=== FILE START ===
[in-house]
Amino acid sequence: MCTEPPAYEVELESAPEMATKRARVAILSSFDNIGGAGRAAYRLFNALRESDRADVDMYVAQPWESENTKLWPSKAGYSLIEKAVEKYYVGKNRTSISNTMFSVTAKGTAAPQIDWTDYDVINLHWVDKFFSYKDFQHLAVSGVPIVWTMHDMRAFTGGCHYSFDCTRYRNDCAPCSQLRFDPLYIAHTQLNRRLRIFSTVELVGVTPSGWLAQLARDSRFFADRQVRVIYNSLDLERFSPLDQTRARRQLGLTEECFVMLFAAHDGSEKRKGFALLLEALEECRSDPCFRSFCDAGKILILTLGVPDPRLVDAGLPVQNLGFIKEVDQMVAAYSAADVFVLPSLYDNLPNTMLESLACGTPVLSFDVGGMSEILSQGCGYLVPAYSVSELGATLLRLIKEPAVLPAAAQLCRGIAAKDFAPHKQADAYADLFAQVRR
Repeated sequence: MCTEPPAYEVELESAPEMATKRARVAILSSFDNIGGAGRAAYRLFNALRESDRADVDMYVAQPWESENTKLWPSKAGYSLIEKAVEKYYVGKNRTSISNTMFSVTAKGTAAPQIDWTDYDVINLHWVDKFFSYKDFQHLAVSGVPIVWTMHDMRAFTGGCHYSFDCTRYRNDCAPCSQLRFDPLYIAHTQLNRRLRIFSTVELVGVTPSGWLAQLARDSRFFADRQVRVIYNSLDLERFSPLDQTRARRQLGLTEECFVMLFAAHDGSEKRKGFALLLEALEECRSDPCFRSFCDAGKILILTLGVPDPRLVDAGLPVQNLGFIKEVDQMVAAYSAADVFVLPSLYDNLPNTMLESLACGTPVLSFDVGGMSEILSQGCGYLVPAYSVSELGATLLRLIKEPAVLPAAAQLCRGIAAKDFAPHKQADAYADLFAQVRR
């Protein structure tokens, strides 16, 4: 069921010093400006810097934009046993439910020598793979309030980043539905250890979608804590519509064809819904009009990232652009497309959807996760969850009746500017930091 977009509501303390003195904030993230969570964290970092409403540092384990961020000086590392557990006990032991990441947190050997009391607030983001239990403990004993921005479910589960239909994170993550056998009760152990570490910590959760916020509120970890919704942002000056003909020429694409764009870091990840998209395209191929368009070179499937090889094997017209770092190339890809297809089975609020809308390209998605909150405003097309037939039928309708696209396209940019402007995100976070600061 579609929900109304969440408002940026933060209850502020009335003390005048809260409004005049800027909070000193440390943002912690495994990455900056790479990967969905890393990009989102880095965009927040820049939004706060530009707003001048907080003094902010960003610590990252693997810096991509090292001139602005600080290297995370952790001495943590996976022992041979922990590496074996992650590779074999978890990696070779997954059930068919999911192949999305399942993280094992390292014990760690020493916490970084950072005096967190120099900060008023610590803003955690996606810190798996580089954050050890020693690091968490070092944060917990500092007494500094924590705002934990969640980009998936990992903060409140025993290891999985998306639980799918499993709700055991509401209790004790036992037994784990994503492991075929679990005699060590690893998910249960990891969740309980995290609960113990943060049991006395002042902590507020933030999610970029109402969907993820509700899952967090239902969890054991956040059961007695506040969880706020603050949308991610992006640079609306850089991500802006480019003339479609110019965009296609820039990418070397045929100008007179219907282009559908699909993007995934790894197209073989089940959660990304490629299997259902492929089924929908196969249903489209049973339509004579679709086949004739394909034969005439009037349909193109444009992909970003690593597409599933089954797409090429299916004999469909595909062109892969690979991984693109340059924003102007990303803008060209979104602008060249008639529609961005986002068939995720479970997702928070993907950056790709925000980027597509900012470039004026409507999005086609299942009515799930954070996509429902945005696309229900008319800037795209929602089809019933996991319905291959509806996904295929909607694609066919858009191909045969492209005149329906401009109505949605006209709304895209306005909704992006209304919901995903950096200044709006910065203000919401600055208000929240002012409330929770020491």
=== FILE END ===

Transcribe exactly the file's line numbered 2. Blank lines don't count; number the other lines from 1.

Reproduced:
Amino acid sequence: MCTEPPAYEVELESAPEMATKRARVAILSSFDNIGGAGRAAYRLFNALRESDRADVDMYVAQPWESENTKLWPSKAGYSLIEKAVEKYYVGKNRTSISNTMFSVTAKGTAAPQIDWTDYDVINLHWVDKFFSYKDFQHLAVSGVPIVWTMHDMRAFTGGCHYSFDCTRYRNDCAPCSQLRFDPLYIAHTQLNRRLRIFSTVELVGVTPSGWLAQLARDSRFFADRQVRVIYNSLDLERFSPLDQTRARRQLGLTEECFVMLFAAHDGSEKRKGFALLLEALEECRSDPCFRSFCDAGKILILTLGVPDPRLVDAGLPVQNLGFIKEVDQMVAAYSAADVFVLPSLYDNLPNTMLESLACGTPVLSFDVGGMSEILSQGCGYLVPAYSVSELGATLLRLIKEPAVLPAAAQLCRGIAAKDFAPHKQADAYADLFAQVRR